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Does Ownership of Higher Education Institute Influence Its HRM Patterns? The Case of Pakistan

Author(s): Muhammad Faisal Qadeer | Rashid Rehman | Munir Ahmad | Muhammad Shafique

Journal: International Journal of Business and Management
ISSN 1833-3850

Volume: 6;
Issue: 10;
Date: 2011;
Original page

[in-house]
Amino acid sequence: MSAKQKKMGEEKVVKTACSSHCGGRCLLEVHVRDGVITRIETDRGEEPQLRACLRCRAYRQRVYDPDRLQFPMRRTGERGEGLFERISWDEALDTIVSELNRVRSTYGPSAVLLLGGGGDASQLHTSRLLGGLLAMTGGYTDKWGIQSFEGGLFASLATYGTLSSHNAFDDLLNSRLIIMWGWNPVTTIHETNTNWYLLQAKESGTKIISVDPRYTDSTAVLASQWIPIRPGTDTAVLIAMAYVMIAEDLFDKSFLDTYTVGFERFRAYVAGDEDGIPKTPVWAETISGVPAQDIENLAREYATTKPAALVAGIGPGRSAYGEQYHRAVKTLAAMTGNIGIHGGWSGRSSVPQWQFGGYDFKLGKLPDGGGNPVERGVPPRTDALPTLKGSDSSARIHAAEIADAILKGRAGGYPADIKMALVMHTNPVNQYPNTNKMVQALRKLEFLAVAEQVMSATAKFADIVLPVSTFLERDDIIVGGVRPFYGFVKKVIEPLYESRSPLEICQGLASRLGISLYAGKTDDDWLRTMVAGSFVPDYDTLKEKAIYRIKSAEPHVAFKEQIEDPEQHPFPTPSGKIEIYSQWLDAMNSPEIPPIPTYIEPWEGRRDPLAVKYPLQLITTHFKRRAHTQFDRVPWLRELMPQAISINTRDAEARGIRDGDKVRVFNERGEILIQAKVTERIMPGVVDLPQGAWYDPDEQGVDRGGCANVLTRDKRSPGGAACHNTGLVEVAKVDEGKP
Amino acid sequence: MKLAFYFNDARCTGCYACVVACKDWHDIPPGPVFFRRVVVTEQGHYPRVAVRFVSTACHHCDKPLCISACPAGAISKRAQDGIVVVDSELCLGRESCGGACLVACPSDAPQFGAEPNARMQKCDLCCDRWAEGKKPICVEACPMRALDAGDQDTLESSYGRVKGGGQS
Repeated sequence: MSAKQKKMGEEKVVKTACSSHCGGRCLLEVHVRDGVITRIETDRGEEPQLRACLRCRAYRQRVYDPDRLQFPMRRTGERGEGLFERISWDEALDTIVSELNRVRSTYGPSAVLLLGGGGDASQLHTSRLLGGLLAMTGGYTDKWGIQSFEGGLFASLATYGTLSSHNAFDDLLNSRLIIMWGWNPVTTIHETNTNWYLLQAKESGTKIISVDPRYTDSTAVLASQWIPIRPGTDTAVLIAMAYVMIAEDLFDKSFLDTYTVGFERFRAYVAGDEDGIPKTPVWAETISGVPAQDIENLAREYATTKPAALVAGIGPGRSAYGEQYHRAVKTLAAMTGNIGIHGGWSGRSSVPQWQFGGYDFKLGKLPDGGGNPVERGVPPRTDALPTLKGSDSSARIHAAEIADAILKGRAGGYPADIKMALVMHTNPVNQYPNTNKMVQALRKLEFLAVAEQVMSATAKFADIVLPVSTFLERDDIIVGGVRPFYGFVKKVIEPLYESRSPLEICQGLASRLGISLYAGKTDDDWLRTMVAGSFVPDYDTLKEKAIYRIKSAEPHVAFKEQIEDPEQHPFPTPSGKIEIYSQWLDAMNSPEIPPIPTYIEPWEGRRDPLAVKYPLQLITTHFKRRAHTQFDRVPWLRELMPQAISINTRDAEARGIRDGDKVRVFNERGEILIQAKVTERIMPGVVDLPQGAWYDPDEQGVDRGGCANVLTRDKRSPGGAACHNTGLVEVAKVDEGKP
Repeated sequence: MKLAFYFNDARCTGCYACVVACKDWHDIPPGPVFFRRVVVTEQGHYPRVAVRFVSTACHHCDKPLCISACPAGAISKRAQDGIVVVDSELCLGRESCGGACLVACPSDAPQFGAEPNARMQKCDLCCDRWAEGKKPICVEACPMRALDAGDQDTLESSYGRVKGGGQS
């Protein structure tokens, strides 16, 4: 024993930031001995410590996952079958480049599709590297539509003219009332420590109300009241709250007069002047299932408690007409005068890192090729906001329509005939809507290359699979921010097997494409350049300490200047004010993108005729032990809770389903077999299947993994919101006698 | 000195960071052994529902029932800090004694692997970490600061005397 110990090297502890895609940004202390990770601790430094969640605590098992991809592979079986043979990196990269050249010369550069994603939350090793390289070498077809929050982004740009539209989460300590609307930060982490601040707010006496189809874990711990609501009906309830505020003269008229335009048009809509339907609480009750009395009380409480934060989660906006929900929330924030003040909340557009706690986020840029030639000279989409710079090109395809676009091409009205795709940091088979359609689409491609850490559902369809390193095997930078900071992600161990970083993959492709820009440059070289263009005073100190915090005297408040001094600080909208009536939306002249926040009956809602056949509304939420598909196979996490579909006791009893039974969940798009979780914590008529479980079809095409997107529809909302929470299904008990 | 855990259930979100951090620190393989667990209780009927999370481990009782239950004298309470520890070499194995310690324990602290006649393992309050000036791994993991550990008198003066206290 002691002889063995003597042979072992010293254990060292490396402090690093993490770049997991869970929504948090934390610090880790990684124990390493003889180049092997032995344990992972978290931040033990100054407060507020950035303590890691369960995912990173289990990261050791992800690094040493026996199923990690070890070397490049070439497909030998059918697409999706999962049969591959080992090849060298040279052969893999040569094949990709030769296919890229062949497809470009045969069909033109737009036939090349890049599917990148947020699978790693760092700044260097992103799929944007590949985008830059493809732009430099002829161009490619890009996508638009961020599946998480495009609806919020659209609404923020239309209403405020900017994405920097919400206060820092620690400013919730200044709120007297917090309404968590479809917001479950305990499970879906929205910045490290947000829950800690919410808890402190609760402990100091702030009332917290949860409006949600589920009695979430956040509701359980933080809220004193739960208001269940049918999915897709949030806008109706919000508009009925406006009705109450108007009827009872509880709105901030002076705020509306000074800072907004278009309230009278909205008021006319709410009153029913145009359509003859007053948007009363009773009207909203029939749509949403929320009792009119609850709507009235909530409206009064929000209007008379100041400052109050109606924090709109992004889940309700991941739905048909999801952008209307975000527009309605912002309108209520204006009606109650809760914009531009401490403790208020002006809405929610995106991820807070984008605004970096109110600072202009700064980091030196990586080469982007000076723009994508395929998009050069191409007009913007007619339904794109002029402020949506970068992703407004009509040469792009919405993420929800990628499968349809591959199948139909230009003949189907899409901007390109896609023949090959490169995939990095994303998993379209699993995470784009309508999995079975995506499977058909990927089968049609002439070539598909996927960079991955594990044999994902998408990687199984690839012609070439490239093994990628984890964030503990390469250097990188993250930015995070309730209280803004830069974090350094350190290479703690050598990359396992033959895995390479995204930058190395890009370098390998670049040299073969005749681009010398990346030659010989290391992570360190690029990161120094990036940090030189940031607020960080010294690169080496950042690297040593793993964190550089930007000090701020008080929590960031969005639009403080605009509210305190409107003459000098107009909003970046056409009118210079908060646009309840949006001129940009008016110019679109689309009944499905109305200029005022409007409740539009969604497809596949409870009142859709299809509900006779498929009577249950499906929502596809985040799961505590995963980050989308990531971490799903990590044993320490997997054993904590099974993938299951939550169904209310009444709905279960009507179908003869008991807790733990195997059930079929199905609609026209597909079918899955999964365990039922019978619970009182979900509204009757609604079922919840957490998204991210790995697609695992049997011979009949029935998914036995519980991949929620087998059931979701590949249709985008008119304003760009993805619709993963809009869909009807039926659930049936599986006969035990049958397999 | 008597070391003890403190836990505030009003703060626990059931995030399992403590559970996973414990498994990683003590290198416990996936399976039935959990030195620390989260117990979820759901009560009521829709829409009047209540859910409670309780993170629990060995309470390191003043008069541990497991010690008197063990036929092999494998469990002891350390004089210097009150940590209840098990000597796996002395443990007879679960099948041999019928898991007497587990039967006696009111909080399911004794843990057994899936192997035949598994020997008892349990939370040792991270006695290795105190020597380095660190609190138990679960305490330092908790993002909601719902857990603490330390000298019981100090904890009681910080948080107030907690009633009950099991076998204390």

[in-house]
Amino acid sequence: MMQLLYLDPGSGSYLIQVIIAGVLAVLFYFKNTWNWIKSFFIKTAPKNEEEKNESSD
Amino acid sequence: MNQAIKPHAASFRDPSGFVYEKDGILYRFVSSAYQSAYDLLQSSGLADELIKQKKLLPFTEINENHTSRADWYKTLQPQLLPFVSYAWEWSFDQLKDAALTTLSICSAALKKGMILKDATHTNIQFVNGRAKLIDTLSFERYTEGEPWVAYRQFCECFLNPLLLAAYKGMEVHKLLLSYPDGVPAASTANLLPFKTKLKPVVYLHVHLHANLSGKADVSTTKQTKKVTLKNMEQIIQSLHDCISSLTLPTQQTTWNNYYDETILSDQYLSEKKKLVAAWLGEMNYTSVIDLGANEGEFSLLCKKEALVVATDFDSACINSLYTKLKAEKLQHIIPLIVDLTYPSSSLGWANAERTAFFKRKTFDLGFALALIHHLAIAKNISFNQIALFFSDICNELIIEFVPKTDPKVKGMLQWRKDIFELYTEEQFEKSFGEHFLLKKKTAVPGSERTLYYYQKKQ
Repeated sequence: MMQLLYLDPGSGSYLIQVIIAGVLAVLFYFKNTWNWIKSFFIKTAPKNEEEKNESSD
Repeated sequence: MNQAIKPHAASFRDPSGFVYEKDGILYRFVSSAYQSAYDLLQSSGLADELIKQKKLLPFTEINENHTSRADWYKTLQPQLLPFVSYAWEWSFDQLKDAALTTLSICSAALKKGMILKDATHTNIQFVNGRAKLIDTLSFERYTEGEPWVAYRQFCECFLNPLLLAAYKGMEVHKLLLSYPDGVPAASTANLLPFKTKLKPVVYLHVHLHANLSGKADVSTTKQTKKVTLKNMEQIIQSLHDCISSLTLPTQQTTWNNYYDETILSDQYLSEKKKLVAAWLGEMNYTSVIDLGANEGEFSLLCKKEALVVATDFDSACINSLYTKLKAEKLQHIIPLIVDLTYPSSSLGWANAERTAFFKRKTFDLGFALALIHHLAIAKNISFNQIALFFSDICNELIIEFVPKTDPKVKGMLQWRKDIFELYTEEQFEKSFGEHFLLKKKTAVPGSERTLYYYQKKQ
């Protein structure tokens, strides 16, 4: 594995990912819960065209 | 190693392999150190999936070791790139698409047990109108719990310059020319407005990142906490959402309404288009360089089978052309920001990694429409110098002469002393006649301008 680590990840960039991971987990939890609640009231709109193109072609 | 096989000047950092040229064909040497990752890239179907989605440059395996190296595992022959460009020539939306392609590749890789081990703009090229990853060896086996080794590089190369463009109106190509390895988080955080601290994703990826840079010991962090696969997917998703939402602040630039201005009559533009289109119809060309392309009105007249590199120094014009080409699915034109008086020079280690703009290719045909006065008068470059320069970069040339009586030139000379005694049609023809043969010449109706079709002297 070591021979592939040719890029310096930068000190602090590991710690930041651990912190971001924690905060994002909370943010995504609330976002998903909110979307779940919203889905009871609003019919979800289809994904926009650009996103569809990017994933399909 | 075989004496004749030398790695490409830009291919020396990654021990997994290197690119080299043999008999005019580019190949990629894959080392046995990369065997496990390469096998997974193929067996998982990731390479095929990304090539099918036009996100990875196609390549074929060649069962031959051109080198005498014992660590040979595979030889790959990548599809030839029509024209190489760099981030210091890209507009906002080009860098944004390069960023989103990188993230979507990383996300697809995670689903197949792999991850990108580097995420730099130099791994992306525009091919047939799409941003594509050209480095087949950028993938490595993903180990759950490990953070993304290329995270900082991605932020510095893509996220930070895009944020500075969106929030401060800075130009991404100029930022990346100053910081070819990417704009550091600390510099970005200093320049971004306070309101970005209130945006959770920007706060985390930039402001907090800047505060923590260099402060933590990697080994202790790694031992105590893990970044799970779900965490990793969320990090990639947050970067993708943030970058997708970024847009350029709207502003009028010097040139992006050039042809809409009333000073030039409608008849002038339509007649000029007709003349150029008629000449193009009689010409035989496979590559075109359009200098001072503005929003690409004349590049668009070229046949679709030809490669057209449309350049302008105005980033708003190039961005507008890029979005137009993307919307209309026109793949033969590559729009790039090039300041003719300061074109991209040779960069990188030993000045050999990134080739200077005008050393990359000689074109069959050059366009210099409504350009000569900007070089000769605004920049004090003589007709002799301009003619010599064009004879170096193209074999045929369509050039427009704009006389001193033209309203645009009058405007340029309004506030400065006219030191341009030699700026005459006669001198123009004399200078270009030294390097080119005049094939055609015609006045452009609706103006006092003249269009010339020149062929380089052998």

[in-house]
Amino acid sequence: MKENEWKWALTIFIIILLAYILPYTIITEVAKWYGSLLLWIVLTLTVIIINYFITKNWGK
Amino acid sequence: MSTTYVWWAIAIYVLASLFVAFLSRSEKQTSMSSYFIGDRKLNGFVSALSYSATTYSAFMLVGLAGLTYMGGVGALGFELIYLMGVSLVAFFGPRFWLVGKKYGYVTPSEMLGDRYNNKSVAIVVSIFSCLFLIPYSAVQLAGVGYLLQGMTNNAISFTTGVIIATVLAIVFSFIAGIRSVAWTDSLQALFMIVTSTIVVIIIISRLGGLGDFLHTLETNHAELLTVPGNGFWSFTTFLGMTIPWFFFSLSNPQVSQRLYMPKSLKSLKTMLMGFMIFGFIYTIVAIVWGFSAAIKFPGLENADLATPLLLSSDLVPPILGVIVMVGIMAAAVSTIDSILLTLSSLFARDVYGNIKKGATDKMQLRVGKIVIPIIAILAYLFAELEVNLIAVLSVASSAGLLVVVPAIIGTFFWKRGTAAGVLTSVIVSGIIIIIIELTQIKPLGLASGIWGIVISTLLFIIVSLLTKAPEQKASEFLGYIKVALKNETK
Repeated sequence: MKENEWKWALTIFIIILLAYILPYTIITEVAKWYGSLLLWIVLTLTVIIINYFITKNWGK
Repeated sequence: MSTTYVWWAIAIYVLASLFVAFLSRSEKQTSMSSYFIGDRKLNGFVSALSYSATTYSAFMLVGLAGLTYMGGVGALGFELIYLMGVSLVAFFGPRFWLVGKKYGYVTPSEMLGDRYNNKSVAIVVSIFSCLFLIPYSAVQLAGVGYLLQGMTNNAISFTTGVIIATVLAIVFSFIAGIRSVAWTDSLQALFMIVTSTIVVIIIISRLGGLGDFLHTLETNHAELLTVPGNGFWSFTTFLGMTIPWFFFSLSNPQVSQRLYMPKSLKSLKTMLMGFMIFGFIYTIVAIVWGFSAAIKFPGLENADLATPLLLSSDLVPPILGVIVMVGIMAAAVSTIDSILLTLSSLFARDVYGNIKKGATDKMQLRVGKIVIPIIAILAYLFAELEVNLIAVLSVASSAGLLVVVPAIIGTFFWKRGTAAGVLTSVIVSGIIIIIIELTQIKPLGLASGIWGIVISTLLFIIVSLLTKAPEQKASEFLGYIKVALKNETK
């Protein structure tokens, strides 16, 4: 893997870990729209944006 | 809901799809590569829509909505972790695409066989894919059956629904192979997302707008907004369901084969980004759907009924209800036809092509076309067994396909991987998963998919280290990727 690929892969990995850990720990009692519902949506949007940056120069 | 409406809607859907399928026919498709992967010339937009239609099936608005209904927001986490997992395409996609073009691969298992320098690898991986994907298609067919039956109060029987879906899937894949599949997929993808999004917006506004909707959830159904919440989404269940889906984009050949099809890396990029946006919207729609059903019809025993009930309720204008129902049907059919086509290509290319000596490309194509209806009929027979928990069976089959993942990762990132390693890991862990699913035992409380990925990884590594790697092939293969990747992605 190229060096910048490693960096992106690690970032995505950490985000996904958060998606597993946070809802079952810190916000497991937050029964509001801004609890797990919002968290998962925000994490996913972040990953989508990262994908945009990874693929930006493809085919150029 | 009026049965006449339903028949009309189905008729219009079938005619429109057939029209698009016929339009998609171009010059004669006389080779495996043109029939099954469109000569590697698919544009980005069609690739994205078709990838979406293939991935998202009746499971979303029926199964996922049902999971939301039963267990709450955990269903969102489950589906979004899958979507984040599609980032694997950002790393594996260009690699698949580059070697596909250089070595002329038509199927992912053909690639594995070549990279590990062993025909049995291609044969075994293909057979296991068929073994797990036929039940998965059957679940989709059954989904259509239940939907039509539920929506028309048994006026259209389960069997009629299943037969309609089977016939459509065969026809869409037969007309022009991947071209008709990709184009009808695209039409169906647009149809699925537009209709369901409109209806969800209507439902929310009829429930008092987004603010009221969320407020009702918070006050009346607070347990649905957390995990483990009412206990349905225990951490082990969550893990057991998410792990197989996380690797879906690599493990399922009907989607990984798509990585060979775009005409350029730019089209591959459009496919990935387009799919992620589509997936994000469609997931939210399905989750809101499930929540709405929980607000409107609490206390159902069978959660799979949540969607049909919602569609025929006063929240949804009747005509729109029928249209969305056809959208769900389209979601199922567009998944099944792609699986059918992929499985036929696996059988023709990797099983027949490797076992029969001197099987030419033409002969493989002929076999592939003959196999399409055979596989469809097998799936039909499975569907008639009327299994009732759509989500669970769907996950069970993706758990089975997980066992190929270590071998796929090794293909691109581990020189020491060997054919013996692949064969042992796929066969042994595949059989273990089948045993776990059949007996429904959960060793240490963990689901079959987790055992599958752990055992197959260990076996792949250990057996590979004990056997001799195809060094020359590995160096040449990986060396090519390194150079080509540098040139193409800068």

This paper compares HRM patterns - variables pertaining to HR department, HR strategy, integration,devolvement and organizational policies about long-term recruitment targets, monitoring of trainingeffectiveness and means of communications - in public and private higher education institutes (HEIs) of Pakistan.Results of the survey from fifty-two HEIs show that public and private sector institutes are similar in most oftheir patterns of HRM. The significant difference of age and size has made no impact at all on structure, strategyand other characteristics of HRM. The centralized structure inherited from colonial period is prevailingespecially in the public owned institutes. The presence of elite classes created during colonial period is resistingto any change. Private sector has shown a tremendous growth. Individuals or group of individuals representingthe elite classes owns most of the private institutes. Therefore, the private institutes are not much different fromthe public one. There is resistance to HRM convergence in Pakistan and the high power distance culture isshaping many HRM policies and practices.

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